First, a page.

The final decision was indicative of the level of corruption that Shtcheglovitoff had brought into the Ministry of Justice. Not only did they agree to have a new investigation, but they even arranged to have the indictment written first. This way they could make sure that the investigation produced enough “evidence” to support a charge of ritual murder. Thus, they arranged for an investigation to be undertaken just for the sake of appearances.
Mashkevitch was put in charge of the investigation. He was not concerned with the fine points. With him, it was all very simple. He was looking for chassidim, tzaddikim, rabbis, white robes; in short, all the paraphernalia that should appear in a ritual murder case. It was to be a production that could have appeared in one of the books written by the fathers of the Inquisition.
For the sake of appearances, the materials gathered by Brushkovsky were also examined, but instead of sending them to the prosecutor, as was the rule, they were first dispatched to the Ministry in Petersburg and then sent back with proper comments and annotations.
As I was told, the authorities were unable to find in the Procurator’s Office in Kiev a man capable of formulating the type of indictment they wanted, one with “teeth in it.” Finally, a suitable person was found. Even at that, the indictment was not prepared at once. It was turned inside out and doctored up several times. The work was done by the Assistant Prosecuting Attorney, Count Rozvadovsky. When it was ready, it was forwarded to the Superior Court of Kiev for approval.
The enemies of our people were still not satisfied with their work. They now started to go after those who only sought the truth.
The Chief of the Secret Police of Kiev was a man by the name of Mishtchuk. He and two of his detectives, Smalovick and Klein, were prosecuted for having been “partial” in their investigation of me, since they had leaned towards my side. Mishtchuk was found guilty and received a year of imprisonment. He was also deprived of his civil rights. The two detectives were similarly punished.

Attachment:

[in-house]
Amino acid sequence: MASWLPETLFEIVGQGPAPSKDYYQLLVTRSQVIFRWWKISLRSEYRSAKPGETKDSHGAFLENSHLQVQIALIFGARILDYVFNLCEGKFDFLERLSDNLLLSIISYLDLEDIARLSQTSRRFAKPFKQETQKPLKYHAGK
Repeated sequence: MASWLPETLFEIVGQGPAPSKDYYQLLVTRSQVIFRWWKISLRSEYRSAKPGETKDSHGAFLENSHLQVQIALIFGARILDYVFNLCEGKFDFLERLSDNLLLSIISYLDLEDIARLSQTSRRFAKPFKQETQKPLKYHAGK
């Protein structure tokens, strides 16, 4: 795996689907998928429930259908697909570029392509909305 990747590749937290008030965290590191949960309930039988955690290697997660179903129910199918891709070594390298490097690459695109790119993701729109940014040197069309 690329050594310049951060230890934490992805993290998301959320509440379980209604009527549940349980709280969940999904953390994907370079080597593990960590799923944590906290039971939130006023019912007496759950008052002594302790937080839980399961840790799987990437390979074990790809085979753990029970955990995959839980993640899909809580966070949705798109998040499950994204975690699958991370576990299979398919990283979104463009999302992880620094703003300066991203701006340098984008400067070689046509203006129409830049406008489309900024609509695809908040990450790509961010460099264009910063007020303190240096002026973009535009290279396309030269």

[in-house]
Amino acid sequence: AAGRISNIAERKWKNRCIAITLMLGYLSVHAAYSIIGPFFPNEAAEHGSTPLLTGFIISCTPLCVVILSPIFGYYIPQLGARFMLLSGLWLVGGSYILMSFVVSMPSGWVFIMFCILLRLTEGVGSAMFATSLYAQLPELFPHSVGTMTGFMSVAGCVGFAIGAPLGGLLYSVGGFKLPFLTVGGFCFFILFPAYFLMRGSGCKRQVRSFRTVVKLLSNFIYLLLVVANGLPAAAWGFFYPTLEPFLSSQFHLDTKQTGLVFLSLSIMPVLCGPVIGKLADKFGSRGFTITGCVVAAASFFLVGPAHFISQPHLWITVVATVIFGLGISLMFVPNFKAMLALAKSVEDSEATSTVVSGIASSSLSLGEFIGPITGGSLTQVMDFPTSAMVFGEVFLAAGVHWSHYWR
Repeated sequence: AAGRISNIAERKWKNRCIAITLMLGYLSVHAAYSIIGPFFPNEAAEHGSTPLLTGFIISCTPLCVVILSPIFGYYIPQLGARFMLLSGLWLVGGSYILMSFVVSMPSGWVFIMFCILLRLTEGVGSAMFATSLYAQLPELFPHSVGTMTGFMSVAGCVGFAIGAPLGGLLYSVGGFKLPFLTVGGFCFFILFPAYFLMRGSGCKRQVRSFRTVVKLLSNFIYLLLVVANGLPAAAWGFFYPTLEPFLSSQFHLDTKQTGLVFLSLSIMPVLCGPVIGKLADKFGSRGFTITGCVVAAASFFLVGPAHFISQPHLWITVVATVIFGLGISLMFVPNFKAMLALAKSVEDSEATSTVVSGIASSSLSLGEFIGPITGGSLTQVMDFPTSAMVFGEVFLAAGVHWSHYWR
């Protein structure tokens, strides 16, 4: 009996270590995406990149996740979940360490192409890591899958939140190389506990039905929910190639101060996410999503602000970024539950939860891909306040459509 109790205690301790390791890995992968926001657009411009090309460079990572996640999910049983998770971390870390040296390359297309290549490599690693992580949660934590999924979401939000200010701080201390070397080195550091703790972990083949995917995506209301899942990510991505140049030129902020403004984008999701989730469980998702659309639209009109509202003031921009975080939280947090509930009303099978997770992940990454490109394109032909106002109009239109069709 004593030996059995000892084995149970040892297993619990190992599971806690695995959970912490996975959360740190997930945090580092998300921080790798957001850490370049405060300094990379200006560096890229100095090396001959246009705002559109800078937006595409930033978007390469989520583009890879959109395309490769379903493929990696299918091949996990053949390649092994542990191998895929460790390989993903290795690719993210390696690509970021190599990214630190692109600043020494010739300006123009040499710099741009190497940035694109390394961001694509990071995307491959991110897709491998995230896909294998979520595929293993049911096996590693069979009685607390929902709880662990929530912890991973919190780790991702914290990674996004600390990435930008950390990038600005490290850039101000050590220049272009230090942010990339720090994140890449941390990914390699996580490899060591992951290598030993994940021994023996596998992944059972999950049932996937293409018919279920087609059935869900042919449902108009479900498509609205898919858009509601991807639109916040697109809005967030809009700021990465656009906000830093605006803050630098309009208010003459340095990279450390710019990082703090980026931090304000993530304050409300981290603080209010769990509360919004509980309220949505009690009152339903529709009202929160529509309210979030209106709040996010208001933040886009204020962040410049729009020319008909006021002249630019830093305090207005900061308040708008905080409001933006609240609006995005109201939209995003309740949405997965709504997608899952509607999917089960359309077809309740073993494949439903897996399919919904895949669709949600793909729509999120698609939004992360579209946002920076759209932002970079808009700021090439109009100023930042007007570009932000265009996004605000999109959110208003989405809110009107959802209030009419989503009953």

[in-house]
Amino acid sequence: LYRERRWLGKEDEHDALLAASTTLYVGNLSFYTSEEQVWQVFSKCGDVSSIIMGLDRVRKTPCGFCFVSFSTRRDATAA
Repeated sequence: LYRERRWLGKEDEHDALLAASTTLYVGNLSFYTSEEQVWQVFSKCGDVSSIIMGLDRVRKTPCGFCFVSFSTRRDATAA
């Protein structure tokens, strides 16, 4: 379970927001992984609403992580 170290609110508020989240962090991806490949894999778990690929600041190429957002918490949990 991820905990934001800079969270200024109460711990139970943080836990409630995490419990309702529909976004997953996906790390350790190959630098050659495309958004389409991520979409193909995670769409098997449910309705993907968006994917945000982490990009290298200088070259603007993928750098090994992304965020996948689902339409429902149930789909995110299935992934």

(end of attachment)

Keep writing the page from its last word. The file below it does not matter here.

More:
The police captain Krassovsky, who had a record of twenty years of service with the police department, was charged with having embezzled the amount of seventy-five kopeks, which equalled about forty cents. This sounded like a joke in comparison to the millions of rubles that are routinely involved in the bribery of higher officials. The case against Krassovsky was dismissed.
Vera Tchebiriak proceeded to file criminal libel charges against the journalist Brushkovsky. The same thing happened to the well-known journalist, S. Yablonovsky. Of course, Vera Tchebiriak didn’t do this on her own. She was directed to do so by those above.
It was the Black Hundreds who turned their attention towards my lawyer Margolin. First of all, he had published a book detailing the absurdity of the ritual murder charge. The Prosecutor claimed that Mr. Margolin was thus trying to influence the inhabitants of Kiev, from among whom the jury would eventually be selected for the trial. The second charge was that he had attempted to bribe Vera Tchebiriak in order to persuade her to assume the guilt of Yustchinsky’s murder. She alleged that he had offered to pay her forty thousand dollars if she would agree to “confess.”
A similar charge was filed against Mr. Barsky, since he had signed a public paper protesting the ritual murder charge. He received a reprimand from the court. His subsequent appeal was lost in a higher court.
Hearing of all these events, I could see that my case had indeed taken an unfavorable turn. I felt that a tightly woven net was about to entangle me. My lawyers tried to keep my hopes up and encourage me. They assured me that in spite of all these machinations the truth would finally prevail. Taking their words to heart, I prepared myself to wait for the long postponed trial.
|[Home] [Campus] [Curriculum] [Dedications] [News] [Archives] [Judaica]|